NANAS EAU DE PARFUM
A PERFUME THANKS TO ALYSSA HARAD
Before I knew Alyssa, I knew her words. They came through a book she wrote called Coming to My Senses about how learning to love perfume exposed her to herself and helped her feel more rooted in the world, more connected to and compassionate toward those she shares time and space with. Eventually I met Alyssa in real life, and she sent me off with a decant from her personal, vintage bottle of the late artist Niki de Saint Phalle’s eponymous perfume. She checked in on me from time to time after that, and I sent her samples of work I released for Chronotope when I launched the brand and as I issued new perfumes. And once, I told her about an experimental method of composing formulas that I’d developed which mimicked how Niki, for a time, shot at canvases loaded with sacs of pigment with a gun to create violent, cathartic, actionist paintings. Alyssa then issued a challenge: might I try any other way into Niki’s work? Was I really taking inspiration from her? Or was I passively participating in a tradition of violence? To address Alyssa’s challenge, I turned to some of Niki’s contemporaries—Hannah Wilke and Ana Mendieta—before eventually returning to my experiment. Then, I found that Niki’s shooting paintings no longer intrigued me as much as did her big, bouyant, hyper-stylized sculptures of jubilant women she called Nanas. So I started over.
In French, “Nanas” is slang for sassy, confident young women; in English, its sound is a “ba—“ syllable away from “bananas.” Nanas Eau de Parfum, in turn, is built on a skin musk featuring civet—a material widely mythologized in perfume lore as one associated with saucy women—and iso amyl acetate, a molecule that smells overwhelmingly of banana candy. To this duo I’ve added three different ylang-ylang materials as well as both white and red champaca flower, before folding in lactonic, musky angelica root, a tightly controlled dose of minty, green shiso leaf and a generous dose of warm cardamom. Finally, to laminate the perfume so that it unfolds into increasingly realistic, more discernibly human layers of scent as it wears, I’ve added a blood-red botanical that smells of creamy yogurt and baked goods undergirded by a hint of sharp, acrid, valerian root. In turn, Nanas EdP performs a reverse stylization of the candy-like banana molecule, elevating it through the perfume’s dry down from cartoonish fantasy into reality, where all around us are deficits of care for other humans. While it may, for now, be easier to obtain and use life-taking weapons than it is to even notice or feel, much less hear or act on, the desires of our more compassionate and life-supporting spirits, our times’ reality requires it of us—and a reward is built right into that struggle once we undertake it. As it is when we peel back skins of bananas to uncover their sweet, interior fruits.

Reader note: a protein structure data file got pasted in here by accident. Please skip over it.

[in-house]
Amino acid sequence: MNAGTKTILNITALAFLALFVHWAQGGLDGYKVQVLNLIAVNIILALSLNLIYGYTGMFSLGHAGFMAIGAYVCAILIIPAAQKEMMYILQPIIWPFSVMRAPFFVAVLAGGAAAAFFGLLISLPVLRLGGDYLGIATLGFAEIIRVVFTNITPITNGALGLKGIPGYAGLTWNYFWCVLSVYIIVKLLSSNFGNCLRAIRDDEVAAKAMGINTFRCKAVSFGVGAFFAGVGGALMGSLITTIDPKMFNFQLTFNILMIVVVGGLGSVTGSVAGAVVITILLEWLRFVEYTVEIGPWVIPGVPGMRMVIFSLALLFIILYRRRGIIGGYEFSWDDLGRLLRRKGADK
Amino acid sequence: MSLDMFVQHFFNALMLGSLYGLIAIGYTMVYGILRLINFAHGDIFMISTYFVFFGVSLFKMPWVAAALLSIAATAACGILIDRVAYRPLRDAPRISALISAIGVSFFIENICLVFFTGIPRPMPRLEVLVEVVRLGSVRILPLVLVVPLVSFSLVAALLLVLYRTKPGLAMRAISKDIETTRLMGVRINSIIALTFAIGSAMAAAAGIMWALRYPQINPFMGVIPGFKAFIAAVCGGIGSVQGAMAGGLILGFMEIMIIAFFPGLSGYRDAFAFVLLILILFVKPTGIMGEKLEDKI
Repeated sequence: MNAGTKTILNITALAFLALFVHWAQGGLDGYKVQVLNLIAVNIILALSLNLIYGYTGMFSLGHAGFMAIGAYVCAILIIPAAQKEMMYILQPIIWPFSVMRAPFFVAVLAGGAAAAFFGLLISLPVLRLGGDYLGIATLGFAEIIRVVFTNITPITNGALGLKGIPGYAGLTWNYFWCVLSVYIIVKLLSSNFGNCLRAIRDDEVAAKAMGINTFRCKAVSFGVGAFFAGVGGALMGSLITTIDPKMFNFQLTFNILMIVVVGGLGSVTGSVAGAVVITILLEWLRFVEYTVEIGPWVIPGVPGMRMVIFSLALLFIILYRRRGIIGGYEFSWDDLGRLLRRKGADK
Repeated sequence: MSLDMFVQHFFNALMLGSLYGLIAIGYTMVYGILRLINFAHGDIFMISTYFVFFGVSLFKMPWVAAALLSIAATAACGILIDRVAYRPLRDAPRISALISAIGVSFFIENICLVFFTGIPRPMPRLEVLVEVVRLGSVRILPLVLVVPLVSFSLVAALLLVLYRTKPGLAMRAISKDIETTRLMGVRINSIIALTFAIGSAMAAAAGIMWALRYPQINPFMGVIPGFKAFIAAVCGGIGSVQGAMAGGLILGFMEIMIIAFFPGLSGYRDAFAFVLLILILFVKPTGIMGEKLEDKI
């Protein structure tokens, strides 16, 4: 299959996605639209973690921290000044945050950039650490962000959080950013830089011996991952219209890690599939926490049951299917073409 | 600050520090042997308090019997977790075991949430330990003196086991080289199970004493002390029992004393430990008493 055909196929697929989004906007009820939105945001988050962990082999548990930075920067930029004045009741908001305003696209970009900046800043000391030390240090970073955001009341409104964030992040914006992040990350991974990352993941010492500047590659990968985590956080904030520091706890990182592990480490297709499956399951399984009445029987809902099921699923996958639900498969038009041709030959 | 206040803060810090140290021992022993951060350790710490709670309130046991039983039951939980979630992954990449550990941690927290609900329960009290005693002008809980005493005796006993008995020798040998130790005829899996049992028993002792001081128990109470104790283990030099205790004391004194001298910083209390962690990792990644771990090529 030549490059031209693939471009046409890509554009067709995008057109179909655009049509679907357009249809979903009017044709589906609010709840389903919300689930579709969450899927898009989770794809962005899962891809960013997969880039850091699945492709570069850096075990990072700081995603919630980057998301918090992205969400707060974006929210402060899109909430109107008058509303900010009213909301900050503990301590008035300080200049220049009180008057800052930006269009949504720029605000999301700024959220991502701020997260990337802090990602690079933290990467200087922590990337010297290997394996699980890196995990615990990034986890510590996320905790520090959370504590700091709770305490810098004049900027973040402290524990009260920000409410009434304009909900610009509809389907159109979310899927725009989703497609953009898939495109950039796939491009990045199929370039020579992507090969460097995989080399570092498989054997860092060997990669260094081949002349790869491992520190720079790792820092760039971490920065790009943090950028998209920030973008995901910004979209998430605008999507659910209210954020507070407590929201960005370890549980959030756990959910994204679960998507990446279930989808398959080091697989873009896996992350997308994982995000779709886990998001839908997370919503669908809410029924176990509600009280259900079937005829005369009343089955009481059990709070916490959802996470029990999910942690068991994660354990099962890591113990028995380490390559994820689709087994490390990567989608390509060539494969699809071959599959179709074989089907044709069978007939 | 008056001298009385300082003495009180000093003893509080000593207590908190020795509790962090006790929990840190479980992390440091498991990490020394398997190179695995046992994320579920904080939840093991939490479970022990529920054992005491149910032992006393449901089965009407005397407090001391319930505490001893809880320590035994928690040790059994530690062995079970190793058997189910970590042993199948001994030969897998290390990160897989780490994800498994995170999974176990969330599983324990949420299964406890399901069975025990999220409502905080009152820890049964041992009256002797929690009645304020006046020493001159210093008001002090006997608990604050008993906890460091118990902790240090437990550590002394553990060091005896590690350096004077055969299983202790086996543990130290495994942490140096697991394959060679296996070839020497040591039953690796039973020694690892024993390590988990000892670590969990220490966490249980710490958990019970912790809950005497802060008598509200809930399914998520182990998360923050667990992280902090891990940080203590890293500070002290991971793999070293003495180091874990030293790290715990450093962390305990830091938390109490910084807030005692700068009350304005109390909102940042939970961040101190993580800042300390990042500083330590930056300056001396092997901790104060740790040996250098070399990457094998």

Alyssa’s passionate political challenge helped me do so. As I peeled away some of the rougher, edgier, more stern and aggressive layers of myself, I eventually found my own answer to a basic, oft-asked question, one I’d set out to discover for myself when I began creating the Citationals Series of biographically inspired perfumes: does life imitate art, or does art imitate life? Now that I’ve completed Nanas EdP, the third and final installment in this series, I’m confident my answer is simply, yes. Art and life each nessecitate and reflect one another. Whether or not an artist makes work that embraces others or art that repels them is up to artists themselves.
So in the footsteps of Niki de Saint Phalle, who sold perfume in order to fund projects that enabled her to change the real world for the better, a generous percentage of proceeds from the sales of Nanas EdP will go toward supporting women in the US who need access to life-saving medical care that has recently been litigated into no longer being their human right in many states. Lucky me, then, for knowing and already being in conversation with Alyssa Harad, a longtime activist for women’s rights, on this project. She’s graciously advised me about where I should direct these dollars, and I thank her for that advice—and much more.